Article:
One of Louise Wener's favourite books.
When asked on Desert Island Discs how and why he “writes women so extraordinarily well”, Faulks replied: “we are now allowed to admit I think - those wars having been fought and won - that there are small but significant differences between most men and most women. And one of the more interesting ones to play around with is the idea that men don't really inspect in a continuous way their inner lives and feelings and the development of their states of mind - whereas women tend to keep a more running audit. And it seems to me that this gives some dramatic possibility to a novelist."
This is why if you saw and were disappointed by the film that this book inspired, you should give the printed word a go. Faulks has a remarkable ability to get inside people’s heads and write stories that evolve through people’s thoughts as well as actions – and this is the story of Charlotte Gray and why it is such a good book.
July 2009 Guest Editor Louise Wener on Charlotte Gray by SEBASTIAN FAULKS
This is a wonderful book. A haunting story of love and war set in London and occupied France in 1942-3. It's an intensely moving and passionate novel, full of insight into the way ordinary people can so easily slip into barbarism. Tremendously effecting, it has stayed with me since I first read it some years ago. On top of the gorgeous and provocative writing, the narrative is utterly gripping and sustaining.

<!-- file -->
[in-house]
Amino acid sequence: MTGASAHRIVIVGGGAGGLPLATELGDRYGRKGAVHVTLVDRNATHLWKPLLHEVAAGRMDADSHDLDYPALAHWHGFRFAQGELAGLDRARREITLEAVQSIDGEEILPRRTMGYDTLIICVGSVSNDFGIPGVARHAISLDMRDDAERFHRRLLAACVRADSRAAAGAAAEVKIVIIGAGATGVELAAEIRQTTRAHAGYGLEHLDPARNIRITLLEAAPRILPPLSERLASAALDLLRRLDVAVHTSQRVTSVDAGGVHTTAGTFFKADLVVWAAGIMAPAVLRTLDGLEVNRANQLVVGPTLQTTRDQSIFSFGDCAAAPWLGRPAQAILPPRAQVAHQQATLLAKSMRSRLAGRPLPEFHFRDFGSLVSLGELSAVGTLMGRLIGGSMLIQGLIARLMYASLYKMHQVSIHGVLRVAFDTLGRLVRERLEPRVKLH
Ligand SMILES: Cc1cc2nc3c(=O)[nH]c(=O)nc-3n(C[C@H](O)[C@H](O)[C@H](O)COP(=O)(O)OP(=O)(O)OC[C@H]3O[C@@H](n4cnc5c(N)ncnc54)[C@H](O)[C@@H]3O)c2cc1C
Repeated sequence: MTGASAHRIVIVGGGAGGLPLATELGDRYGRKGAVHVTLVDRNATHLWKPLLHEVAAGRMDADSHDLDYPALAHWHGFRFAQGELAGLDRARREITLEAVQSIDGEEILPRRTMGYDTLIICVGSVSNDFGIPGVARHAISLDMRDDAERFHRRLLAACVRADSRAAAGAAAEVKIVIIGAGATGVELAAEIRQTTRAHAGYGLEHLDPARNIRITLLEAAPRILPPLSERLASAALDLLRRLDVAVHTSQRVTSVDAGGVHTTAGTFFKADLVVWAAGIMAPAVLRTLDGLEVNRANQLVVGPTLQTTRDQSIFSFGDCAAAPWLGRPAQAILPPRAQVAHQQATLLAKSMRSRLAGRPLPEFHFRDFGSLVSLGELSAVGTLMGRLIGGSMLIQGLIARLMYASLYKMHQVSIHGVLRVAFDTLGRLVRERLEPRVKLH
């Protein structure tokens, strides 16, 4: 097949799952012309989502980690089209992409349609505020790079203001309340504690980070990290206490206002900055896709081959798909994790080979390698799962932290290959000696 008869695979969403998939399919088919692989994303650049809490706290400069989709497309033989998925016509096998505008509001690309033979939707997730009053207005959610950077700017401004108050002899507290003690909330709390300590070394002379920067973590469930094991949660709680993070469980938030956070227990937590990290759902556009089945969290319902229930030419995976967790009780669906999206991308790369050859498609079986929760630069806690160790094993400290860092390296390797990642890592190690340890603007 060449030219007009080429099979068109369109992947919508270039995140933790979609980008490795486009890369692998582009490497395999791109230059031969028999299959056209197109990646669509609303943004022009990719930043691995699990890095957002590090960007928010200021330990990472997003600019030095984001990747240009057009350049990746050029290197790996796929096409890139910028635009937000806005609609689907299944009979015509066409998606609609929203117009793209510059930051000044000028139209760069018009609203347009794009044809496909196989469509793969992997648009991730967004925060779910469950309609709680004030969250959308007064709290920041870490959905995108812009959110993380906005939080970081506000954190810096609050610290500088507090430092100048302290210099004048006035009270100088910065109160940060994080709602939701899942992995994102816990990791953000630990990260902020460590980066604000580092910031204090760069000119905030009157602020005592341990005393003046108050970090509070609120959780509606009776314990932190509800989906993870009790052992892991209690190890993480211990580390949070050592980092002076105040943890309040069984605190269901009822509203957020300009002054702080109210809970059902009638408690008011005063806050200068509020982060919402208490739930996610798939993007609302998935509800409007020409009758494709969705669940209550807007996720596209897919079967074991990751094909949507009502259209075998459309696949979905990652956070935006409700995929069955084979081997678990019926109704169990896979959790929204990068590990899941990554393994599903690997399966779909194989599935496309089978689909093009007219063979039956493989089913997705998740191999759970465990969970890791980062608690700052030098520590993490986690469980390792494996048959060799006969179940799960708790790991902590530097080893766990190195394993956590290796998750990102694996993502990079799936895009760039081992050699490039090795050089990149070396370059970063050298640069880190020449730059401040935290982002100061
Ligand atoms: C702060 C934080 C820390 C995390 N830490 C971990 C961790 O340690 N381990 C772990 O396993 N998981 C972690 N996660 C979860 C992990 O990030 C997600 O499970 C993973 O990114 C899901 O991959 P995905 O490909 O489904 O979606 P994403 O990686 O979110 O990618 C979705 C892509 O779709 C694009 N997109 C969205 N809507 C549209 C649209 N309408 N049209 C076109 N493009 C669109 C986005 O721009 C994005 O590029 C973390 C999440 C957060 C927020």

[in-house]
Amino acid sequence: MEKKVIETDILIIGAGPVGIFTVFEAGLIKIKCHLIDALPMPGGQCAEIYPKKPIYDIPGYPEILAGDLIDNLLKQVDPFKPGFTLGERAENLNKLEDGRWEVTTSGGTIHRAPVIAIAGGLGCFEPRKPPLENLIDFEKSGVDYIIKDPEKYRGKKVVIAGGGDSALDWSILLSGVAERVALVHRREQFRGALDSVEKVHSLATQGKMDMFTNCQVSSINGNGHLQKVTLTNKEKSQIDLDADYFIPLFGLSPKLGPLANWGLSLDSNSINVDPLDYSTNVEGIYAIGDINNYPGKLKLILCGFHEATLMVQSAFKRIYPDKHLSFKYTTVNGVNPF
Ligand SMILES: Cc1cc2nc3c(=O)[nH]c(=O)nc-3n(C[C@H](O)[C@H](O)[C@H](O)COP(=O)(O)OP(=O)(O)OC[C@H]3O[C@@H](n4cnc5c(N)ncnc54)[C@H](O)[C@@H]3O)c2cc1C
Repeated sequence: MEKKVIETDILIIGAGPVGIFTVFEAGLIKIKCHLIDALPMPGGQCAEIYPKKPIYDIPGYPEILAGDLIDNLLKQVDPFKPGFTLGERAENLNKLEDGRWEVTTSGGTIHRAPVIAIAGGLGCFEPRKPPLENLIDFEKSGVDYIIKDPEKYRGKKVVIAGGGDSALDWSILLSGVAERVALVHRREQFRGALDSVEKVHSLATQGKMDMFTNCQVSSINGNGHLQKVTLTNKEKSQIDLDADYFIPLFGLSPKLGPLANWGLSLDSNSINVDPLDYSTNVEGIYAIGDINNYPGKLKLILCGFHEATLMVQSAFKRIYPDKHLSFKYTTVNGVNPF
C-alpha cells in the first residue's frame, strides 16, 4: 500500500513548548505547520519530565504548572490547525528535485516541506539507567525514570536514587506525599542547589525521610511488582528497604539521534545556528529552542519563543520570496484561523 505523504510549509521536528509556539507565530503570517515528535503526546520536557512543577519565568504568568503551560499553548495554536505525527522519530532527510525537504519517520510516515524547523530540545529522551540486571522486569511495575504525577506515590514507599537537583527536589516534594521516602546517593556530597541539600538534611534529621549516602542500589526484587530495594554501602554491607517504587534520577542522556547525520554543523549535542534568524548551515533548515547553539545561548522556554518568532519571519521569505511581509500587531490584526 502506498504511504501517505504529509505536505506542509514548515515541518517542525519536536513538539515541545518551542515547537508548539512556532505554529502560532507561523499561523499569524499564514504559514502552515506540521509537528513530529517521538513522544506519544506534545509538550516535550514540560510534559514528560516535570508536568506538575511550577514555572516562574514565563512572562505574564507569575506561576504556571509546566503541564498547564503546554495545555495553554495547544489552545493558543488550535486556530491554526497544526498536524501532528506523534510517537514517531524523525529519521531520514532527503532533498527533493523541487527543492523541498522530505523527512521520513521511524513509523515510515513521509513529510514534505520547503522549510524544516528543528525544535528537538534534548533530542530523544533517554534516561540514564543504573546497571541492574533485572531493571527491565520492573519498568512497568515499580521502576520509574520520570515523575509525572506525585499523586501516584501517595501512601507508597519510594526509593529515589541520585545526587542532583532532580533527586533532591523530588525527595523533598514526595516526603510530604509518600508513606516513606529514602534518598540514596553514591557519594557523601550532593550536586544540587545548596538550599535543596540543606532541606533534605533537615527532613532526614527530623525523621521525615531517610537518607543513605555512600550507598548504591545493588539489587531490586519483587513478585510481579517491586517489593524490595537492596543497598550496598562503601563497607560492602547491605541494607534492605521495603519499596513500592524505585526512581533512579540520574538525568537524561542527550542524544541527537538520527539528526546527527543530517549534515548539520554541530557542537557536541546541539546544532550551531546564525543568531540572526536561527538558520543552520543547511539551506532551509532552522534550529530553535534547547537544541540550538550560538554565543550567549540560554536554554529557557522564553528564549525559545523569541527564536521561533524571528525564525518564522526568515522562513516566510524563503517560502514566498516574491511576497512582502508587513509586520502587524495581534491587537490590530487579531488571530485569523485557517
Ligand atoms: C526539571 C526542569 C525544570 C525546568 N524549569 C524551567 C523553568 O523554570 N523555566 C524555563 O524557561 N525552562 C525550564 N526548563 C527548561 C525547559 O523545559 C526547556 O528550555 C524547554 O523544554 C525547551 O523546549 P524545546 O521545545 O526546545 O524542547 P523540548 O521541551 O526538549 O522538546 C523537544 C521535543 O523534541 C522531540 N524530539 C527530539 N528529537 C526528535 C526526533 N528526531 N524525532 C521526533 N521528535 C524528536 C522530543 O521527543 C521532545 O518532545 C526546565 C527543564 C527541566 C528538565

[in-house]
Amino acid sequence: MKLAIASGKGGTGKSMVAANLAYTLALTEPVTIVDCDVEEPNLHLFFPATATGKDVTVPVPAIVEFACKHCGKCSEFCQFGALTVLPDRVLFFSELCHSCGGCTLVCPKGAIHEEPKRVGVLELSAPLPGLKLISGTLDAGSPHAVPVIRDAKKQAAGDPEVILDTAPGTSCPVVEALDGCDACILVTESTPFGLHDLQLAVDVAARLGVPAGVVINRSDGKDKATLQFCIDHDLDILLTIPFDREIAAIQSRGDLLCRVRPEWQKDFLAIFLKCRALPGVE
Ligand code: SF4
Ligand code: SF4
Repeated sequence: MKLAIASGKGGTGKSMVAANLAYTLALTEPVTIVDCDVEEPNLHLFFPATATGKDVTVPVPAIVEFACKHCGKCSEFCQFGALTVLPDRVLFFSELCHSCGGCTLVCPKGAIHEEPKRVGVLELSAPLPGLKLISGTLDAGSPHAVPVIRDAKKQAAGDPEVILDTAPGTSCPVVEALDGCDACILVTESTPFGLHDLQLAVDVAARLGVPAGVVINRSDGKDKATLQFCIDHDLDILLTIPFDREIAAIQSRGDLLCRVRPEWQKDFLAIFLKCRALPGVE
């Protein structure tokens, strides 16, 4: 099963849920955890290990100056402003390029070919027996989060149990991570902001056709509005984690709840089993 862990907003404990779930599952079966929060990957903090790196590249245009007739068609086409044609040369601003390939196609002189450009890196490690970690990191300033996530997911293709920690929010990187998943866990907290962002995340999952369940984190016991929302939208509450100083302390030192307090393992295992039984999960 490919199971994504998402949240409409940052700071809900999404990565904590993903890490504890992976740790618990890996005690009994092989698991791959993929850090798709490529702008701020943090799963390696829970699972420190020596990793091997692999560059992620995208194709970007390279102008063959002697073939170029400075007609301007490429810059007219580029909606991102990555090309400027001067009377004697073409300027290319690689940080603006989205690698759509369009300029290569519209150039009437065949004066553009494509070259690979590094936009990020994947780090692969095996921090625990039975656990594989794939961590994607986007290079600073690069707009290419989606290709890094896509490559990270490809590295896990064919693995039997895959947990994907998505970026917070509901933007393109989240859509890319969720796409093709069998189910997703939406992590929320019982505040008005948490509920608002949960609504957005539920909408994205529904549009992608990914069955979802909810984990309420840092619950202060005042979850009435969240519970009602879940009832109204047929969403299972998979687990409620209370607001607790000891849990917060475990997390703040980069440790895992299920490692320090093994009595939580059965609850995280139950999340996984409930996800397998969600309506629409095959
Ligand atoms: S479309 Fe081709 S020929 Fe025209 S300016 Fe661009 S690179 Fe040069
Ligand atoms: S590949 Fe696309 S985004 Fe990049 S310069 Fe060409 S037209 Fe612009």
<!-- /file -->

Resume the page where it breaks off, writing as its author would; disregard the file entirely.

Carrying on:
In 1942, Charlotte Gray, a young scottish woman, goes to Occupied France on a dual mission: to run an apparently simple errand for a British special oeprations group and to search for her lover, an English airman who has gone missing in action. In the small town of Lavaurette, Sebastian Faulks presents a microcosm of France and its agony in 'the black years'. Here is the full range of collaboration, from the tacit to the enthusistic, as well as examples of extraordinary courage and altruism. Through the local resistance chief Julien, Charlotte meets his father, a Jewish painter whose inspiration has failed him.
In a series of shocking narrative climaxes in which the full extent of French collusion in the Nazi holocaust is delineated, Faulks brings the story to a resolution of redemptive love. In the delicacy of its writing, the intimacy of its characterisation and its powerful narrative scenes of harrowing public events, Charlotte Gray is a worthy successor to Birdsong.
|Publication date:||1st May 1999|
|Primary Genre||Literary Fiction|
'A beautiful near-masterpiece' Independent on Sunday
'A brilliant, harrowing, powerful novel' Daily Mail
'Excruciatingly powerful' Daily Telegraph
Sebastian Faulks was born and brought up in Newbury, Berkshire. He worked in journalism before starting to write books. He is best known for the French trilogy, The Girl at the Lion d'Or, Birdsong and Charlotte Gray (1989-1997) and is also the author of a triple biography, The Fatal Englishman (1996); a small book of literary parodies, Pistache (2006); and the novels Human Traces (2005) and Engleby (2007). He lives in London with his wife and their three children. He was elected a Fellow of the Royal Society of Literature in 1993 and appointed CBE for services to literature in 2002. He lives in London with ...More About Sebastian Faulks